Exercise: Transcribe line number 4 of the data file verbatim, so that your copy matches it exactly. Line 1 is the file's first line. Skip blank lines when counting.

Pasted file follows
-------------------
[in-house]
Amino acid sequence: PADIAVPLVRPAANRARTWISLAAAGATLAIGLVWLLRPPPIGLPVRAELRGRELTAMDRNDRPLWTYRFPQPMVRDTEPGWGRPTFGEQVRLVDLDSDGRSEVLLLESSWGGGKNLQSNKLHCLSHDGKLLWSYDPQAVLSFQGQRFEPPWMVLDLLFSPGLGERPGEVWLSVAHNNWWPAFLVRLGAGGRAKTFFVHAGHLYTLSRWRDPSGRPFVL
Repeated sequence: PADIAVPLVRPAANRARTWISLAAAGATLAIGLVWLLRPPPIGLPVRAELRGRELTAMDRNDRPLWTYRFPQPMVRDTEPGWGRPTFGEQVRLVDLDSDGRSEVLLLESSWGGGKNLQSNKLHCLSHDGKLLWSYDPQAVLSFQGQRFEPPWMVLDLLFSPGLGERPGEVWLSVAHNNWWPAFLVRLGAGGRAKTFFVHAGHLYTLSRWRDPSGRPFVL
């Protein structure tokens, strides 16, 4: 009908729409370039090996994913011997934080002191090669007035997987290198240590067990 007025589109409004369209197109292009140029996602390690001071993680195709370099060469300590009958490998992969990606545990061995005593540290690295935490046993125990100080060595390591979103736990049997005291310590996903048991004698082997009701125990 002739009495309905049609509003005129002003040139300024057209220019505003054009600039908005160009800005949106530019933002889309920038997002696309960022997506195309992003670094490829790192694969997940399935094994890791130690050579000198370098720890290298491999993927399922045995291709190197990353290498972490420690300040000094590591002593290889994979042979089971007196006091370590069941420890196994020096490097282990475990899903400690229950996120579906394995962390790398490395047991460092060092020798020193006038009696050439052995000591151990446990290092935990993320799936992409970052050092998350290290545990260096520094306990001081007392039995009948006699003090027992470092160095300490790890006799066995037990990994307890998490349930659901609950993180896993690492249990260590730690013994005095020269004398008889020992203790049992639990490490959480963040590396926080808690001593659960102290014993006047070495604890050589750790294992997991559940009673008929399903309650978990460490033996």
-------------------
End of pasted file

């Protein structure tokens, strides 16, 4: 009908729409370039090996994913011997934080002191090669007035997987290198240590067990 007025589109409004369209197109292009140029996602390690001071993680195709370099060469300590009958490998992969990606545990061995005593540290690295935490046993125990100080060595390591979103736990049997005291310590996903048991004698082997009701125990 002739009495309905049609509003005129002003040139300024057209220019505003054009600039908005160009800005949106530019933002889309920038997002696309960022997506195309992003670094490829790192694969997940399935094994890791130690050579000198370098720890290298491999993927399922045995291709190197990353290498972490420690300040000094590591002593290889994979042979089971007196006091370590069941420890196994020096490097282990475990899903400690229950996120579906394995962390790398490395047991460092060092020798020193006038009696050439052995000591151990446990290092935990993320799936992409970052050092998350290290545990260096520094306990001081007392039995009948006699003090027992470092160095300490790890006799066995037990990994307890998490349930659901609950993180896993690492249990260590730690013994005095020269004398008889020992203790049992639990490490959480963040590396926080808690001593659960102290014993006047070495604890050589750790294992997991559940009673008929399903309650978990460490033996």